The Yoga of Yes! Or Yum. Or You.

In the last few months I've fielded the following questions. 

What kind of Yoga is this? Actually, there was an anecdote to this question. The student had recently been traveling and was asked by friends, when she told them she was going to yoga classes, what kind of yoga she was practicing. Her response was: "Yes!"

I loved this answer and I'm on the brink of renaming my classes: Yes Yoga

The longer answer to her question is, my teachers trained me in what they call integral yoga. From their website:  ShivaShakti Yoga is an integral approach to yoga, cultivating harmony within the body, mind, and spirit. Rather than being a style, ShivaShakti Yoga is a methodology based on traditional teachings suited for householders of today’s world.

We are householders living here on the coast of Maine. We live, love, work, retire, raise children and grandchildren, participate in our communities, fish, farm, adapt, invent and so on. Woven into the daily fabric of our lives are the opportunities to cultivate harmony with the body, mind, and spirit. I believe that life on the St. George Peninsula demands a level of yogic engagement whether or not you come take a class at the studio. This community thrives because so many give  so much of themselves to support the overall wellbeing of people and place. People makes this place their home, or return as often as they can, for the way body, mind and spirit wake up surrounded by the beauty of this piece of coast. 

However, it's not a bad idea to come and take an hour to drop into the physical body and notice your breath and give the body itself a time to stretch and strengthen. There are innumerable studies "out there" now that suggest staying physically active, practicing breathing and deep relaxation are all very beneficial to the body. If we are going to live longer, yoga can support living well. Life is conducive to Yoga here. And Yoga conducive to Life.

The Second Question was: "What kinds of things would we be doing if this were a regular yoga class?" Or maybe that question was: "What don't we do in your classes, that you would do in a regular class?"

In a nutshell: I don't teach many seated or standing forward folds, nor seated twists,  no headstands, shoulder stands, or plough. And rarely do I teach downward dog on the floor (yes, downward dog at a wall and yes, downward puppy). 

My other teachers, Carol Krucoff and Kimberly Carson, have been pioneering the art of teaching yoga to seniors. More recently, they've been teaching yoga teachers how to teach older adults at Duke's Center for Integrative Medicine in North Carolina.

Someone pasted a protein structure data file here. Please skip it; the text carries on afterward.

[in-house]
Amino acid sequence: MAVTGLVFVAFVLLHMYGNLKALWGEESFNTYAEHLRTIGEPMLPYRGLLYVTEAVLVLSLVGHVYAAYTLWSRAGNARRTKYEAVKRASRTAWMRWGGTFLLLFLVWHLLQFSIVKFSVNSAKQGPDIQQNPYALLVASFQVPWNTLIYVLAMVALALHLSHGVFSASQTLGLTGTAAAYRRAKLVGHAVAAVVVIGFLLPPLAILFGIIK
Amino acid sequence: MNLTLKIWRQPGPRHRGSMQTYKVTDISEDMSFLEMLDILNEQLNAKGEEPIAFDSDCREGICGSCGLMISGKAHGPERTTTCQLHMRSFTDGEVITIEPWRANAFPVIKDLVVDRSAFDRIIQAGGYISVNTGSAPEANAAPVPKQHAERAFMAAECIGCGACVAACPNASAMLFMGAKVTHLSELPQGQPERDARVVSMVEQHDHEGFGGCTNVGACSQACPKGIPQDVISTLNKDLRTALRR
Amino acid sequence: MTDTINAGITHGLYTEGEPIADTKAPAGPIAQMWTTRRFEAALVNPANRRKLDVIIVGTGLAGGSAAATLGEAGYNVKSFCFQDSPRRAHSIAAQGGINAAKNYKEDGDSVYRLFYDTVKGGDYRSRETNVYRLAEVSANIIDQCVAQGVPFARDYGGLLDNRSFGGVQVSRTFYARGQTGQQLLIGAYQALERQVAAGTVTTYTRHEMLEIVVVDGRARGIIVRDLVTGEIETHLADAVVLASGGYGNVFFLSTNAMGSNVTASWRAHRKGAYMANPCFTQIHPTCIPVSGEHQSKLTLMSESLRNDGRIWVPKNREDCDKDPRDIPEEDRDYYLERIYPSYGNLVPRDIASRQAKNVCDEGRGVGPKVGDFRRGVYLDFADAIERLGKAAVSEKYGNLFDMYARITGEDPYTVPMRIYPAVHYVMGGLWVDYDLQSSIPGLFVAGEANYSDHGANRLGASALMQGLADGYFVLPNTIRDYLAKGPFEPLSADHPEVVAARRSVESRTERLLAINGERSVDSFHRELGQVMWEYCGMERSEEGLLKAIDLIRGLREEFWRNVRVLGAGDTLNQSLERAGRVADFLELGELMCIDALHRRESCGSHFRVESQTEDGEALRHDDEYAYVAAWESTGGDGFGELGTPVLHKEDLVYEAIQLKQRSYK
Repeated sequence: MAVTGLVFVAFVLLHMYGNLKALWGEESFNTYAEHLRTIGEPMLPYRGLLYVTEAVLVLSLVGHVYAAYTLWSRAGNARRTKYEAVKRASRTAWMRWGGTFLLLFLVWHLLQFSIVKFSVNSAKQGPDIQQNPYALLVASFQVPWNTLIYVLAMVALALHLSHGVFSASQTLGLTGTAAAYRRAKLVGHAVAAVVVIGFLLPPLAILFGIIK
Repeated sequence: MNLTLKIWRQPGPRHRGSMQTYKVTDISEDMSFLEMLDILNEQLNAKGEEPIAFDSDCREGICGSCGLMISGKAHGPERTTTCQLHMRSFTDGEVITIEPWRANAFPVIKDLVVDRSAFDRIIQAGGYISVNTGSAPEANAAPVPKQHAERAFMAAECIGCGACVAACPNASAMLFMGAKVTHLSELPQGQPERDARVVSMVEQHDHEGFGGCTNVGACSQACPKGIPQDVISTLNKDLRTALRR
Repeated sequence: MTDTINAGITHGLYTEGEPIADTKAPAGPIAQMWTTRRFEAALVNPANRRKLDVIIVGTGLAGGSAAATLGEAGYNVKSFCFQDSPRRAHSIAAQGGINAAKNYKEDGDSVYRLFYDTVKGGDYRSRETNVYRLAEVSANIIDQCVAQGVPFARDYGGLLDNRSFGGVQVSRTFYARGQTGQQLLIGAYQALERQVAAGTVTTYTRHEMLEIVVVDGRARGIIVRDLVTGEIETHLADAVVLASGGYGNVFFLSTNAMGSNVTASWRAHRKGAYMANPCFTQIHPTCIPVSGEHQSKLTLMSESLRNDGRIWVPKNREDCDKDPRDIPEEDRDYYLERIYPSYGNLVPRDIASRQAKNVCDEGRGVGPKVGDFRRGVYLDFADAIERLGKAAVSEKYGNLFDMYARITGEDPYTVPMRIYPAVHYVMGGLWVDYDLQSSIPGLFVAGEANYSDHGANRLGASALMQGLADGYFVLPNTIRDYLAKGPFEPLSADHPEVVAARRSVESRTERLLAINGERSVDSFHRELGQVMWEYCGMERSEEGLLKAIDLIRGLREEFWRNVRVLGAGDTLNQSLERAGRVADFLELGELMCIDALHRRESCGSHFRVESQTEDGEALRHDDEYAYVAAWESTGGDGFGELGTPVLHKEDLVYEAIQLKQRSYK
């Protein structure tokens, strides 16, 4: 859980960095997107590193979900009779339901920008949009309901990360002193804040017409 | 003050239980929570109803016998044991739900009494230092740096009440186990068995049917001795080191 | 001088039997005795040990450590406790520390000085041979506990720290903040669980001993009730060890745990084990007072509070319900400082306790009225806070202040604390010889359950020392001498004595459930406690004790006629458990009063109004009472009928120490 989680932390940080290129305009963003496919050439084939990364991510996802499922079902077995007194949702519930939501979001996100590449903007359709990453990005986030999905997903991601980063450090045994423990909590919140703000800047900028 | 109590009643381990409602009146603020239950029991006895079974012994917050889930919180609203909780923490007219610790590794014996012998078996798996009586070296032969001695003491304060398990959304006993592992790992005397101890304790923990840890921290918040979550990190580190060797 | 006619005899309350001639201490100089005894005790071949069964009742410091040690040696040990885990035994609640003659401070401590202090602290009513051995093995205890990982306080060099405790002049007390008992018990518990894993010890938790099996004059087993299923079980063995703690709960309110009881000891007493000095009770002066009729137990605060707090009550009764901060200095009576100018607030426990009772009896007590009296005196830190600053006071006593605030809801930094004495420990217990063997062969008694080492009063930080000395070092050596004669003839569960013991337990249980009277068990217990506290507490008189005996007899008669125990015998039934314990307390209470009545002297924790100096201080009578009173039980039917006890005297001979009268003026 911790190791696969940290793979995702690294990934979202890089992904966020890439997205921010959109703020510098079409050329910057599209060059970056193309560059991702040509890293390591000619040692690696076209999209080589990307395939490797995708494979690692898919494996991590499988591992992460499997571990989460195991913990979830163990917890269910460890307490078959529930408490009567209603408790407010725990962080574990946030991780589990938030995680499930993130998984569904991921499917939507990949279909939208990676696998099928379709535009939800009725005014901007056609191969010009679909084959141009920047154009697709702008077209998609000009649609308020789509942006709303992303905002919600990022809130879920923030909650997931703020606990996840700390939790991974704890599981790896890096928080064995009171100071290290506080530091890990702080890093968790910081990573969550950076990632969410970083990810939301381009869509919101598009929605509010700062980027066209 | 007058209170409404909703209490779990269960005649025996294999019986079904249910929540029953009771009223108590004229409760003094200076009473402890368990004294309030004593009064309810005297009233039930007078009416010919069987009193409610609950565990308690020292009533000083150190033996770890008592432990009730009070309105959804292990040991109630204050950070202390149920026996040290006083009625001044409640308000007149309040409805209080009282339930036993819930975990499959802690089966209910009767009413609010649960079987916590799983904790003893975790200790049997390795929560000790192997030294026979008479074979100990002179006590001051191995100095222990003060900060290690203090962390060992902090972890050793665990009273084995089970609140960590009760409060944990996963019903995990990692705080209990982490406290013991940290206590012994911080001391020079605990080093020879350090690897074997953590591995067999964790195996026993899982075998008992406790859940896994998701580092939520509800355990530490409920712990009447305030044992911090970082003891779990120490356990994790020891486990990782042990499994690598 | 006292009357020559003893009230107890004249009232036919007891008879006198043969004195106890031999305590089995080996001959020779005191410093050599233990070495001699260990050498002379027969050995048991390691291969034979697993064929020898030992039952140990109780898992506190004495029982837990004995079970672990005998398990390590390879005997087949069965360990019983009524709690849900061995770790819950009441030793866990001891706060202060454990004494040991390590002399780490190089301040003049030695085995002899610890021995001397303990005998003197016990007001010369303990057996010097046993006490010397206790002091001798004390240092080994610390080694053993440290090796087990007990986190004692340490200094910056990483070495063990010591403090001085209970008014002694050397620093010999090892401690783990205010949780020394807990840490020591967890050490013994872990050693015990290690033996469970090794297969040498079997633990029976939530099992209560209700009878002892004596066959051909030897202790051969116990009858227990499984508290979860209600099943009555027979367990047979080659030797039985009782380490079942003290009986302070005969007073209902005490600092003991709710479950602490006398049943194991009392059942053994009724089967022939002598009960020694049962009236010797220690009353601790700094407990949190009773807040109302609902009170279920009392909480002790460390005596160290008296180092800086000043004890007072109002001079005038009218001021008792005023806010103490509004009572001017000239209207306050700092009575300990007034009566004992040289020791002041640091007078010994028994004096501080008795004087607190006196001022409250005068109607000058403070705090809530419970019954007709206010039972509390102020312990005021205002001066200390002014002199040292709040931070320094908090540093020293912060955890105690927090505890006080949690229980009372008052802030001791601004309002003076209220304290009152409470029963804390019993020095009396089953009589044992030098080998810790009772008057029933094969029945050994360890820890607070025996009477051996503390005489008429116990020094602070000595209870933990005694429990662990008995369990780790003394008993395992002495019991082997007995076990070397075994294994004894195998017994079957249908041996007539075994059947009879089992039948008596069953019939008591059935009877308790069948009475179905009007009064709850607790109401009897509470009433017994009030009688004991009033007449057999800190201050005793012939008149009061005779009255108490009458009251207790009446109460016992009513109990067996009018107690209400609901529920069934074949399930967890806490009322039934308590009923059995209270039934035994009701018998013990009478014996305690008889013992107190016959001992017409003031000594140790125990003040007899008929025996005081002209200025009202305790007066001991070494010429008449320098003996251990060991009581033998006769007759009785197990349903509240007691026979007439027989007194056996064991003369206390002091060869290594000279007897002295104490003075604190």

According to their 2010 article in the Journal for Complementary and Alternative Medicine here are some of the reasons why it is imperative as yoga instructors we consider adapting traditional practices to meet the needs of a growing and enthusiastic population of students: 

Like the reality society faces with an historical proportion of our population living to more advanced ages than ever before with a very broad range of functional capacities and needs, yoga teachers of older adults are—in many ways— navigating uncharted territory. The great sages who originated the yogic practices thousands of years ago had never encountered artificial joints, canisters of supplemental oxygen, or prosthetic heart valves in large numbers of people who have reached extremely advanced age. As recently as 1900, the average life expectancy in the United States was 46.3 for men and 48.3 for women. In 2005 that number had jumped to 75.2 for men and 80.4 for women.

Training yoga teachers who work with seniors—like all practice of healing arts—represents a blend of scientific knowledge and research, philosophy, and opinion based on direct experience. It is our belief that, in service of ahimsa and the imperative to ‘‘first do no harm,’’ yoga teachers working with seniors should recognize the importance of adapting the practice to senior bodies, minds, and spirits. 

The Integrative Yoga for Seniors training highlights for yoga teachers the potential health risks we may encounter as teachers - from high blood pressure to diabetes, chronic pain to COPD, as well as the silent diseases: osteoporosis, heart disease and hypertension - and how to prepare a class that will do no harm, as well as highlight the benefits of a mindful yoga practice. 

As a yoga teacher living and working in Maine, the majority of my students are considered older adults. Once I started teaching public classes and realized that this was the greatest demographic where I lived, and the one I had the least wisdom about, I took the training at Duke. It sometimes feel like I am swimming against the tide of yoga here in America - a yoga I find to be perplexing in its competitive edge - however, in the words of a great teacher, Krishnamacharya, "if you can breathe, you can do yoga."

This was confirmed for me (again), a few weeks back when I had a drop-in student - another yoga instructor - who snuck in just as class was starting. We'd never met before and didn't have time to check in before the class began, so I spent a few anxious moments as she settled in thinking "oh, how will she like this class, how can i challenge her..." In the end, I didn't do anything different for her - it was a restorative class, meant to slough off a long day and designed to calm or relax the body for a good night's rest. As it turned out, this guest is also a young mother of an infant who'd been sick. There was no need for a challenge, only the breath and a time out for mom. As the class came to a close, she sat up and exclaimed that she would have named the hour Yum Yoga.